Building is become an increasingly attractive option relative to buying for a growing band of commercial property investors, according to a new CBRE Viewpoint.
The report examines recent yield compression and subsequent capital value growth in Australia, which has exceeded growth in construction costs and improved development economics.
This in turn has supported a growing pipeline of both new construction projects and expansion/redevelopment projects according to CBRE Research Analyst Alexander Salman.
“A number of significant investors have indicated that development is currently providing the best risk-adjusted returns at this point in the cycle,” Mr Salman said.
“As a result, we have seen a pick-up in development activity, aligned to the theme of building rather than buying.”
CBRE’s Viewpoint examines the recent shift in the distribution of returns across the property spectrum.
It highlights a broad-based yield compression cycle in Australia that has been fuelled by falling borrowing costs and risk premiums.
However, with yields approaching a cyclical low - and with a relatively soft outlook for rental growth - owners are now facing the prospect of total returns being driven largely by rental yields.
Mr Salman said investors were also finding it increasingly difficult to meet hurdle return rates on new acquisitions given the competition for assets in the major capital city markets.
“As a result, we are seeing some owners look to reinvest capital into their existing portfolio, as executing a development is more likely to meet hurdle rates of return,” Mr Salman said.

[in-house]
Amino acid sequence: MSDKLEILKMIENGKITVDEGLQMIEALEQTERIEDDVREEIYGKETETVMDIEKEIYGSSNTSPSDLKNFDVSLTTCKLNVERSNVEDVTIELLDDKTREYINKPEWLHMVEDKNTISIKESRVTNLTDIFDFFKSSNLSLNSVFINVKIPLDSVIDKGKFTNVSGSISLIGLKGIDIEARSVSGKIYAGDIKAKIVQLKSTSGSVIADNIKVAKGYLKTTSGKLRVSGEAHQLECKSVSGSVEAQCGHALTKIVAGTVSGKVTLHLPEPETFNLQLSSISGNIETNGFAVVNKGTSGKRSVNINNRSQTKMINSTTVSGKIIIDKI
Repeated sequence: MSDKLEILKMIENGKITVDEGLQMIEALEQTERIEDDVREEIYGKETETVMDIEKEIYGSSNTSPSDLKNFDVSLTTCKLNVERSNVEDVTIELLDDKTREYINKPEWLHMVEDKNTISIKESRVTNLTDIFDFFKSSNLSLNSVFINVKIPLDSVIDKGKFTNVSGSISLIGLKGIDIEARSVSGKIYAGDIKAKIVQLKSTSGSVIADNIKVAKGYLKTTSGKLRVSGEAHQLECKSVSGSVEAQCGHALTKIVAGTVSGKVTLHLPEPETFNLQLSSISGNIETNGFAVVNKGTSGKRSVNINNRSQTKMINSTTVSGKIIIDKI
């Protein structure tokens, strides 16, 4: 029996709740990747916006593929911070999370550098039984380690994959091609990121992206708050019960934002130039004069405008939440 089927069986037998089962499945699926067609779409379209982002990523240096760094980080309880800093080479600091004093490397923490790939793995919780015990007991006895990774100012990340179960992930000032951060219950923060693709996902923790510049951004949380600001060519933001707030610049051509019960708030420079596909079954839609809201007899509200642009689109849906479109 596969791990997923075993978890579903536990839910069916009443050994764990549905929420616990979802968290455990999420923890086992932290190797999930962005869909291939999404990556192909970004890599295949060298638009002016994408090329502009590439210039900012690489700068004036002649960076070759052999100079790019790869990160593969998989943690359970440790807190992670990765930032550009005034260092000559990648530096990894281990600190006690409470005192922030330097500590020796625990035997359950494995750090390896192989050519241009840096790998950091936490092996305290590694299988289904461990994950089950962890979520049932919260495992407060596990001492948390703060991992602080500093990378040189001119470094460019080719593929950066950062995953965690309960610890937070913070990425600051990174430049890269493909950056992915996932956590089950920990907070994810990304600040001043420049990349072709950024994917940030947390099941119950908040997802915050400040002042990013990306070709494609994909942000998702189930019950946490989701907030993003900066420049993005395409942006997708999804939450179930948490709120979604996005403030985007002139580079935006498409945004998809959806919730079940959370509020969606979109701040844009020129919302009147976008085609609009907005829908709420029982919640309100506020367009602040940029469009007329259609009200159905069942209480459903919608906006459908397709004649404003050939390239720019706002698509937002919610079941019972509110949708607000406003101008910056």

“Higher potential returns associated with larger scale developments can effectively replace yield compression as the main driver of capital value uplift. Moreover, expansion can engender yield compression if it facilitates an asset moving risk-return style from core-plus to core.”
CBRE’s Viewpoint also points to owners capitalising on opportunities to cater to changes in tenant demand, mix and requirements, to position their assets for the future.
This has been particularly evident in the retail sector, as highlighted by groups such as Scentre, which has $500 million of projects under construction and a further $3 billion of development opportunities.
In the office sector, it has allowed owners to consider capex items such as end-of-trip facilities, to modernise and enhance their assets in what remains a highly competitive leasing market.